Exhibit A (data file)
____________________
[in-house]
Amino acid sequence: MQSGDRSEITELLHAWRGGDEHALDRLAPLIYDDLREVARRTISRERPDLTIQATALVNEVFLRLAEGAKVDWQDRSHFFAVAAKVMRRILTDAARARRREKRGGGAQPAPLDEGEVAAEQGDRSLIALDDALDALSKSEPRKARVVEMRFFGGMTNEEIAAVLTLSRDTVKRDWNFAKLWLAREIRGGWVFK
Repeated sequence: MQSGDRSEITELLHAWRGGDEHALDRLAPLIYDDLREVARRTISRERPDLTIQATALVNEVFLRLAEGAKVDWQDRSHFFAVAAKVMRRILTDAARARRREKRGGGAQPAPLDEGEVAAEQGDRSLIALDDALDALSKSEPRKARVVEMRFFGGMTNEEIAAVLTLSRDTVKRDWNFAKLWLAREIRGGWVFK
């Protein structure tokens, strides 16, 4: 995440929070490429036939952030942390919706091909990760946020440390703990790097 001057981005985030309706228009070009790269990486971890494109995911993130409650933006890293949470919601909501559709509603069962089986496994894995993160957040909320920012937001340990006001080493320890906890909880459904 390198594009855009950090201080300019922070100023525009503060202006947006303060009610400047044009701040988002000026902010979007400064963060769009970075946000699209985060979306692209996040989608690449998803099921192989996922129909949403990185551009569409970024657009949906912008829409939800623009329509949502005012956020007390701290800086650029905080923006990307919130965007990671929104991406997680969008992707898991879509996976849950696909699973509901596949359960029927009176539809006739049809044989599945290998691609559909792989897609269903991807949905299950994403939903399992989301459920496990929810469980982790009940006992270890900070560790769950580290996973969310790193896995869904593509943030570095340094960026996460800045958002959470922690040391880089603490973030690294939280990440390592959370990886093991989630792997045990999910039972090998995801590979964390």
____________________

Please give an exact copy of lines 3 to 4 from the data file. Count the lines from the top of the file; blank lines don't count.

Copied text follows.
Repeated sequence: MQSGDRSEITELLHAWRGGDEHALDRLAPLIYDDLREVARRTISRERPDLTIQATALVNEVFLRLAEGAKVDWQDRSHFFAVAAKVMRRILTDAARARRREKRGGGAQPAPLDEGEVAAEQGDRSLIALDDALDALSKSEPRKARVVEMRFFGGMTNEEIAAVLTLSRDTVKRDWNFAKLWLAREIRGGWVFK
């Protein structure tokens, strides 16, 4: 995440929070490429036939952030942390919706091909990760946020440390703990790097 001057981005985030309706228009070009790269990486971890494109995911993130409650933006890293949470919601909501559709509603069962089986496994894995993160957040909320920012937001340990006001080493320890906890909880459904 390198594009855009950090201080300019922070100023525009503060202006947006303060009610400047044009701040988002000026902010979007400064963060769009970075946000699209985060979306692209996040989608690449998803099921192989996922129909949403990185551009569409970024657009949906912008829409939800623009329509949502005012956020007390701290800086650029905080923006990307919130965007990671929104991406997680969008992707898991879509996976849950696909699973509901596949359960029927009176539809006739049809044989599945290998691609559909792989897609269903991807949905299950994403939903399992989301459920496990929810469980982790009940006992270890900070560790769950580290996973969310790193896995869904593509943030570095340094960026996460800045958002959470922690040391880089603490973030690294939280990440390592959370990886093991989630792997045990999910039972090998995801590979964390």